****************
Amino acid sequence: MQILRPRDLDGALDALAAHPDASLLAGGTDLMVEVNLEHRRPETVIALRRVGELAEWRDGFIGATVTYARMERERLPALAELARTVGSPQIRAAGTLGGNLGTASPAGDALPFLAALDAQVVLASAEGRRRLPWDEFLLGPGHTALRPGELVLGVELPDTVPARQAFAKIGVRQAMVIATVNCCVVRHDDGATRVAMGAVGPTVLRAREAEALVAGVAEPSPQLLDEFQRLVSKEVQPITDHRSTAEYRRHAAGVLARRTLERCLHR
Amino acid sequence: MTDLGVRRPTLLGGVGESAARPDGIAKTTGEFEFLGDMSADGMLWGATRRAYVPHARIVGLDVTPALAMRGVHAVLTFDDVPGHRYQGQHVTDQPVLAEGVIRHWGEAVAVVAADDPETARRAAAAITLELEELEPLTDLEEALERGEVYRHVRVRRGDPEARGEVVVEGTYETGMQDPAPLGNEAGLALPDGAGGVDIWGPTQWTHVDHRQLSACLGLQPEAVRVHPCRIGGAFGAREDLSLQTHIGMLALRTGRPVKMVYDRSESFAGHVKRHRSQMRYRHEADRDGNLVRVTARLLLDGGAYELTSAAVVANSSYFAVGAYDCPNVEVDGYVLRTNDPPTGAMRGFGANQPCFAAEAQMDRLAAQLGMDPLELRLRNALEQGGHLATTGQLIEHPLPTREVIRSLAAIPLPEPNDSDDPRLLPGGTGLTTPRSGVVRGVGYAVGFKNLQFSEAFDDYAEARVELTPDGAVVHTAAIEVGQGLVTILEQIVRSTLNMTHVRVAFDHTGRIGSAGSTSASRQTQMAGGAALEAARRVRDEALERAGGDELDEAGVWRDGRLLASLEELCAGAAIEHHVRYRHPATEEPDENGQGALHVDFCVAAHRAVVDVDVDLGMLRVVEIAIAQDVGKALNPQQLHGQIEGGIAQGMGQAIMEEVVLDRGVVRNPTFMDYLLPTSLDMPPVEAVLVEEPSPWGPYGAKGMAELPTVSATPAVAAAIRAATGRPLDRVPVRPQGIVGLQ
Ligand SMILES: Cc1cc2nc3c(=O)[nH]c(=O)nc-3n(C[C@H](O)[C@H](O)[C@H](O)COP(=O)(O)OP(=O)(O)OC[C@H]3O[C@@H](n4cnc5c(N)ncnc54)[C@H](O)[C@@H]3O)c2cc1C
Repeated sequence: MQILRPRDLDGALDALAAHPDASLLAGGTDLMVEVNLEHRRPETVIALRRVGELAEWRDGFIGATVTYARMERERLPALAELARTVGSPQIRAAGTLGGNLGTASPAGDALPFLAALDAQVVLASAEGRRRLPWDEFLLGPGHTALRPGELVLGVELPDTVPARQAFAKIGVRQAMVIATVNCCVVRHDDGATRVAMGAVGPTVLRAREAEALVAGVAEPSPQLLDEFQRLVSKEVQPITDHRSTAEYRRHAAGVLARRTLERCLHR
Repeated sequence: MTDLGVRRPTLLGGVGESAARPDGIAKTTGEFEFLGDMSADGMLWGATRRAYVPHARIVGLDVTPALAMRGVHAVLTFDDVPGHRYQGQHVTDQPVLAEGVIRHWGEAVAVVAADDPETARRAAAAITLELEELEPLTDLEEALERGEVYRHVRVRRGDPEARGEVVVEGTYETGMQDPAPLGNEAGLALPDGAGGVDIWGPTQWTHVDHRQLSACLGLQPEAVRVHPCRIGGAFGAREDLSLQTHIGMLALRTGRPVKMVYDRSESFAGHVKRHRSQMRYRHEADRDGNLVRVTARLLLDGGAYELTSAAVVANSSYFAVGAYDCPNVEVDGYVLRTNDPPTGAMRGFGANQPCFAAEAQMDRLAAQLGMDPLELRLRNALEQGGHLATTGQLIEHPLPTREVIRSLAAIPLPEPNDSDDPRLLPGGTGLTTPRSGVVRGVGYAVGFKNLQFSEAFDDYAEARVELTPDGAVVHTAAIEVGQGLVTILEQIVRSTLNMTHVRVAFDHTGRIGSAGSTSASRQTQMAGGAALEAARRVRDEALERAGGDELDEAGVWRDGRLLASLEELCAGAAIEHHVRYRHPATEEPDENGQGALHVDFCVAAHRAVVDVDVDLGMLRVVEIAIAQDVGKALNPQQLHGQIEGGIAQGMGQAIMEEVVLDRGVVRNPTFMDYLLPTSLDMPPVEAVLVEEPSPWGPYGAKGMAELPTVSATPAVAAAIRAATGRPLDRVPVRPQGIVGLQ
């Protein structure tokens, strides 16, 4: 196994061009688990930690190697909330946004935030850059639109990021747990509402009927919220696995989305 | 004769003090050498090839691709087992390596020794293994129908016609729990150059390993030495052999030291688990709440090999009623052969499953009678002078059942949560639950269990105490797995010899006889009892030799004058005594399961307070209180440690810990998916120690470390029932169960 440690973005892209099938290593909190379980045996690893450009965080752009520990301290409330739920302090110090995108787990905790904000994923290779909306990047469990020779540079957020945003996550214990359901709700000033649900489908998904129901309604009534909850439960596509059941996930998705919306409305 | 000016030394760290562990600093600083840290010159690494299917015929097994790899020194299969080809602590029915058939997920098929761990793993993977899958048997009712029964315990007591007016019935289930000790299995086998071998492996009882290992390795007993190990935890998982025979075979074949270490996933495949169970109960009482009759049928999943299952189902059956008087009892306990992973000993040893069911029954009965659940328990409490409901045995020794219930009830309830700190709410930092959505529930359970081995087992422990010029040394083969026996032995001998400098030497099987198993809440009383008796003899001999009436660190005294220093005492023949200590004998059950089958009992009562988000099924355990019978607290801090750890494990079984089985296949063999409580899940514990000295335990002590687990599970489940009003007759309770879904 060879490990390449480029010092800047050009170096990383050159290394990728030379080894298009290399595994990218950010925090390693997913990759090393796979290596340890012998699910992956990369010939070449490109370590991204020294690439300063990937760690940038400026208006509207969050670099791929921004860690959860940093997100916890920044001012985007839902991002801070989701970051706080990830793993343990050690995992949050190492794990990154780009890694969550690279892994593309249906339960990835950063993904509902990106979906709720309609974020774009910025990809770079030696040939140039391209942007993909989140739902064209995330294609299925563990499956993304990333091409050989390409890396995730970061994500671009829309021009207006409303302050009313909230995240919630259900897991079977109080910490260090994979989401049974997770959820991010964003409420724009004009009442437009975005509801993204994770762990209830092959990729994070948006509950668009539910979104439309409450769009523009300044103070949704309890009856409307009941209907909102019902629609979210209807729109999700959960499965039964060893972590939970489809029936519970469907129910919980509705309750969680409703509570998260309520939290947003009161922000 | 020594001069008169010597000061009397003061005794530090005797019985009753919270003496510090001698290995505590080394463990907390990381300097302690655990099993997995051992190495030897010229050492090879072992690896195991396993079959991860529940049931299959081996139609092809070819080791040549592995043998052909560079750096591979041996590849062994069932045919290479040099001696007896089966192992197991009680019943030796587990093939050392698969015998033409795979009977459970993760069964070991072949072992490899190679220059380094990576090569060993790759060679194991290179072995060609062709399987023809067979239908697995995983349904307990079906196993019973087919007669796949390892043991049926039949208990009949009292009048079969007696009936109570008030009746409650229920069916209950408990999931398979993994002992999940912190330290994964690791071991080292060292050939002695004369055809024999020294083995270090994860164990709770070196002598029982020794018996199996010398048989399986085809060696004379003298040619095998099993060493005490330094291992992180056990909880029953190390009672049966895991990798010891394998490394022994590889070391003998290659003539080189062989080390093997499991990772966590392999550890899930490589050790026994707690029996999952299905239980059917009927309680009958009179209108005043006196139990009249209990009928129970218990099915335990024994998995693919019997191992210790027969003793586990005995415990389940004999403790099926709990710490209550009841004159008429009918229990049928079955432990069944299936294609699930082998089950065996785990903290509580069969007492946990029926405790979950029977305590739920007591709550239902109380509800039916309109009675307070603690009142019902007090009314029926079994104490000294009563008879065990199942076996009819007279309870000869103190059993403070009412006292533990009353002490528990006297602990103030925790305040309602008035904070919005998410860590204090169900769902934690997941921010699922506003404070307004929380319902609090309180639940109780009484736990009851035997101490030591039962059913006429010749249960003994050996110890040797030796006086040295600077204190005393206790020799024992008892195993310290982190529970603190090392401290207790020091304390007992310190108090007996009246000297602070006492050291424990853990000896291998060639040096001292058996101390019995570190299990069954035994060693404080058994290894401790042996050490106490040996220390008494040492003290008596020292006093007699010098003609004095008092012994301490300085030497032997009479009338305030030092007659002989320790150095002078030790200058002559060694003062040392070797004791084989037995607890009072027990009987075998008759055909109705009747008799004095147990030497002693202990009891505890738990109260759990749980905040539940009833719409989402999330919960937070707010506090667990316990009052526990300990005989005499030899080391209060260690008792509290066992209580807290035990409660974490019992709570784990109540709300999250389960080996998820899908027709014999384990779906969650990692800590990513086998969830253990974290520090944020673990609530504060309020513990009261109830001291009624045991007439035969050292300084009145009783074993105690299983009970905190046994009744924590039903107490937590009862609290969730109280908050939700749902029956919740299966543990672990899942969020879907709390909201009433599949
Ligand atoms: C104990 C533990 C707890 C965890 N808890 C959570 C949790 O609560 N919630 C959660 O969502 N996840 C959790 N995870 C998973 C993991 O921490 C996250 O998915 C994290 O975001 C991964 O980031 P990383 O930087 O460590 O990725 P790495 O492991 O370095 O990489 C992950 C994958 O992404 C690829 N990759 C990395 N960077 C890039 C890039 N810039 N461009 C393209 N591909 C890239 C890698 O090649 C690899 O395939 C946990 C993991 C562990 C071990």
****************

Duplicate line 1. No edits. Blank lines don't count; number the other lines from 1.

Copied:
Amino acid sequence: MQILRPRDLDGALDALAAHPDASLLAGGTDLMVEVNLEHRRPETVIALRRVGELAEWRDGFIGATVTYARMERERLPALAELARTVGSPQIRAAGTLGGNLGTASPAGDALPFLAALDAQVVLASAEGRRRLPWDEFLLGPGHTALRPGELVLGVELPDTVPARQAFAKIGVRQAMVIATVNCCVVRHDDGATRVAMGAVGPTVLRAREAEALVAGVAEPSPQLLDEFQRLVSKEVQPITDHRSTAEYRRHAAGVLARRTLERCLHR